Those chimps aren't so clever

21st January 2000 at 00:00
GUILT, that's what it is, pure guilt. No, don't deny it, that's the worst thing you can do. Just admit it, you curmudgeonly failure, you substandard piece of yak dung.

Like me you are guilty as charged. You and I have let down the whole human race. Woe is us, alas, alack . . .

Oops, sorry about that. Only I have been trying to work out why I feel a stab of guilt, a sweat of remorse, or whatever the term is, every time I read about yet another supposed failure by the nation's children. Kids simply ain't what they used to be.

Did you know that chimpanzees can count as well as children? It's a fact, because it said so in the papers.

A group of chimps were able to count up as accurately as primary pupils. Damn. Another failure by the teaching profession, unless of course they had been moonlighting with the chimps down at the local zoo to supplement their meagre income.

So much for the numeracy hour, I thought, until I realised that the report had come from Japan. What a relief.

Japanese teachers will now probably get the same stick as British teachers.

On the other hand, perhaps chimps are super clever in the Far East. Maybe they sit in rows chanting their tables, while avid western observers sit and watch open-mouthed, scarcely able to contain their excitement at the novelty of witnessing whole-class interactive teaching.

This was only the latest in a long catalogue of failure by teachers and parents, locked together in their collective guilt. There was another ill-tempered attack on the poor beggars charged with bringing up the next generation a few weeks ago. "Children don't even know where their food comes from," some pundit thundered angrily in a newspaper interview.

Yes they do. It comes from Sainsbury's. They are very smart shoppers. I see them in there with their parents on Sunday mornings grabbing the last double pack of bacon with the 200 extra bonus points. "Get off you little sod, I saw it first."

"Dad, that man's trying to nick our air mile."

I once went to a Council of Europe meeting at which MPs from all over Europe lamented the ignorance of their nation's youth. "Do you know", the man from Switzerland thundered, neck puce with rage, "children in my country can't even tell apple blossom from cherry blossom nowadays?"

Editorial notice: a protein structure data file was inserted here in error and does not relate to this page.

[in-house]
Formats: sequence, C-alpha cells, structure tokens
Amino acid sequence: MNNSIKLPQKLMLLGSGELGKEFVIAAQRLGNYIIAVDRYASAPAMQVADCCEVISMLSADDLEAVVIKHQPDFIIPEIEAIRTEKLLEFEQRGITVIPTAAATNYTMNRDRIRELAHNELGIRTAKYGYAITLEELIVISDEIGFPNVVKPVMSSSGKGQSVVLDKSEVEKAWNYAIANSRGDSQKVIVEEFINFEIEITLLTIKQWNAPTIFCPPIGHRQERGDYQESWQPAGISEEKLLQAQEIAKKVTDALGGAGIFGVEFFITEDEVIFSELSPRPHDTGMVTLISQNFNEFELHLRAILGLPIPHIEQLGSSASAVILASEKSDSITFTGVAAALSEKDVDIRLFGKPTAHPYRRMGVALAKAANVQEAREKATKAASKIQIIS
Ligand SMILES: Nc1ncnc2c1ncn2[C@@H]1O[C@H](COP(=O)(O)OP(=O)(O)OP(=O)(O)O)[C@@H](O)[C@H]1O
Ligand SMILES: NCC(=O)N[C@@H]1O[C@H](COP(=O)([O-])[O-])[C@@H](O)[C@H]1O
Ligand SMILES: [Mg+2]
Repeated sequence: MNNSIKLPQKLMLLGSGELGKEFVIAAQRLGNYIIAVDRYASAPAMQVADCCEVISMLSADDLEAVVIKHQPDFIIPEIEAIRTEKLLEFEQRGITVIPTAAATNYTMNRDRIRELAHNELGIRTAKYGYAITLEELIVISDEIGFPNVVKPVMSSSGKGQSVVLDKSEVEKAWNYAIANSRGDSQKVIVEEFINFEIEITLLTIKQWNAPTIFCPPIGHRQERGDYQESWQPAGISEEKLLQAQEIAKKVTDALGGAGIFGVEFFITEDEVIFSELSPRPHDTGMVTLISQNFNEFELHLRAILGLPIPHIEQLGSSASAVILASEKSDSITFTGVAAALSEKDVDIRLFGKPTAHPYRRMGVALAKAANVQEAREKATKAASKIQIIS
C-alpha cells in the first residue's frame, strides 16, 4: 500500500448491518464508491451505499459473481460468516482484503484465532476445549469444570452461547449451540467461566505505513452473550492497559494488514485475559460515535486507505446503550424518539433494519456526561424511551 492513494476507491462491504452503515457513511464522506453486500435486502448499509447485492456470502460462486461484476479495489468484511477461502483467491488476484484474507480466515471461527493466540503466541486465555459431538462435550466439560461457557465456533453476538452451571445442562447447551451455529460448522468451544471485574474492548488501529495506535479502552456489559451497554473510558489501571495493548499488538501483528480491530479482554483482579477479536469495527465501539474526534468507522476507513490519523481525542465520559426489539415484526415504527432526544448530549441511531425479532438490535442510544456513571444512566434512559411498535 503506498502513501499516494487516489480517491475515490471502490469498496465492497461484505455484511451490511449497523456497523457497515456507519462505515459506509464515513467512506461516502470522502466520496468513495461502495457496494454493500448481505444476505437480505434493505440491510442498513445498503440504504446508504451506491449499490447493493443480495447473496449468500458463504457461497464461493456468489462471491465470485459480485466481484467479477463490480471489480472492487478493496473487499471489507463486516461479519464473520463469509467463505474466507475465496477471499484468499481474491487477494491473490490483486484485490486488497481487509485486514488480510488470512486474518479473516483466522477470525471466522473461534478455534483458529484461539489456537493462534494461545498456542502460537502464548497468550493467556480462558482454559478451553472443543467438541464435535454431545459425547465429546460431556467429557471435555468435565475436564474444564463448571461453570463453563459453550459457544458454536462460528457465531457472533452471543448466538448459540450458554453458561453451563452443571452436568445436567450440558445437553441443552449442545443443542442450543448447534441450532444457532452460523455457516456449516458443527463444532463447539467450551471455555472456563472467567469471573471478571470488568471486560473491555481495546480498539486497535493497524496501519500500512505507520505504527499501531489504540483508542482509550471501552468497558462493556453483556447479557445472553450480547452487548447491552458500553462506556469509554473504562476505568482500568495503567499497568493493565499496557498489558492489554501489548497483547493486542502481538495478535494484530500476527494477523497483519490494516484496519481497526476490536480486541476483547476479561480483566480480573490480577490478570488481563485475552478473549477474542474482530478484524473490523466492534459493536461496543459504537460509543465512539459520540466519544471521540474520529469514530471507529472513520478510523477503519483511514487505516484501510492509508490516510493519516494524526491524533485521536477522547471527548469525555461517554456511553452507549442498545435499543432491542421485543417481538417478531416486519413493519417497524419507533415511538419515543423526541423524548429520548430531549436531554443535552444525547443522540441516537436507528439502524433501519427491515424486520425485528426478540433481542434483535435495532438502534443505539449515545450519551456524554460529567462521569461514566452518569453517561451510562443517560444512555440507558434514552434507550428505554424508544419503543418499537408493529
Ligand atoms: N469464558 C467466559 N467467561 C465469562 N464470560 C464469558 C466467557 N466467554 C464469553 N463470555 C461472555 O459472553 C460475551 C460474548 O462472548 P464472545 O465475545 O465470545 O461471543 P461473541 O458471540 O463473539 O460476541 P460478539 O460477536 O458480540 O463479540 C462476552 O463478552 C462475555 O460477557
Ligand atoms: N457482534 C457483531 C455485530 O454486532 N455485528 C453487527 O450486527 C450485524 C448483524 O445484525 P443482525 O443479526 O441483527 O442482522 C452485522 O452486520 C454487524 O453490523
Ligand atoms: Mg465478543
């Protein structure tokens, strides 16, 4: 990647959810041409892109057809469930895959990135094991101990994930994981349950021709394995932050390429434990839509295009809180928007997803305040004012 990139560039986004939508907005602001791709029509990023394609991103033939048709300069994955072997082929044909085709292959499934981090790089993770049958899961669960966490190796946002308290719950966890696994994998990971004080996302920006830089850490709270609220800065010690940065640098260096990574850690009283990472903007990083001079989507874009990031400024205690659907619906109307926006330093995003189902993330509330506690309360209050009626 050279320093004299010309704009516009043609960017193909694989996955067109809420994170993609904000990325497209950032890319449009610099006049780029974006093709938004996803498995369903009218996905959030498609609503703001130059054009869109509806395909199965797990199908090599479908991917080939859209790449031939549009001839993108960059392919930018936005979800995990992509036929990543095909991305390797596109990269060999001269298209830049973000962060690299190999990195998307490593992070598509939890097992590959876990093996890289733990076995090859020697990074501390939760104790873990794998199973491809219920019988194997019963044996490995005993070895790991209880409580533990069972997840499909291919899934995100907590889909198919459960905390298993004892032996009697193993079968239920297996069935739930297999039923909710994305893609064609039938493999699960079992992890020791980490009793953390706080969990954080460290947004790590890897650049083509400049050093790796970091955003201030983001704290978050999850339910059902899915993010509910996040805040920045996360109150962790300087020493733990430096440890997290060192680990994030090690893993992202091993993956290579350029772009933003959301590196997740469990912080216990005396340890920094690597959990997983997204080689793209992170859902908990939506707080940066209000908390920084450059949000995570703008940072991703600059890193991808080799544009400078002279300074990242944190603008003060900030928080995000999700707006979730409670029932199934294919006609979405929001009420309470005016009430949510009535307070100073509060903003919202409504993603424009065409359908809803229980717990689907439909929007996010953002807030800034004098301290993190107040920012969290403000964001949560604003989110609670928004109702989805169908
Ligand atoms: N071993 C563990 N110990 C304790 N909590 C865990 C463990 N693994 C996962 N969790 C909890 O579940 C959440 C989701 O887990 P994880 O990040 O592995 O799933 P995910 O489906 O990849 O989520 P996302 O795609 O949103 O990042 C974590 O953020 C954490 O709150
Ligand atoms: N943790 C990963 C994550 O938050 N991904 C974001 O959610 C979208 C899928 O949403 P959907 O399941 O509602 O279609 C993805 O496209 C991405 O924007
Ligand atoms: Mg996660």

Collective shock rippled around the chamber as the continent's elected representatives tried heroically to simulate rage at this utterly meaningless indignation.

But, to return to the guilt trip, the issue was made clearer for me by the psychoanalyst Erik Erikson. He described eight stages in human development, each of which was accompanied by a potential crisis. The stage that many teachers and parents are in is the phase of "middle adulthood" when the tension is between "generativity" and "stagnation". For Erikson, "generativity" involves mentoring the next generation, hence the sense of guilt in middle age if you are accused of failing.

The retired generation of golden oldies in our society is seen as gritty and resourceful: surviving the war; for ever making nutritious soups and stews out of a carrot, a marrowbone and a pair of old socks; singing Roll out the barrel defiantly in cellars and tube stations, while flying bombs whistled overhead.

I once saw my 92-year-old great aunt running for a bus and missing it, two heavy bags in her hands. When she had finished shouting a mouthful of abuse at the departing bus driver, I asked her why she was so angry. "I do the shopping for the old folks", she said, "and they'll get upset if I'm late back." It makes you sick.

We middle-aged wimps are thus caught between envy of these elderly superheroes and our futile attempts to bring up younger generations that regard us as old-fashioned fogies, longing for our flares and round-toed sandals. Every perceived failure cuts us to the quick.

But if chimps are so bloody clever then perhaps they should be solving the teacher recruitment crisis. After all, if you pay peanuts you get monkeys.

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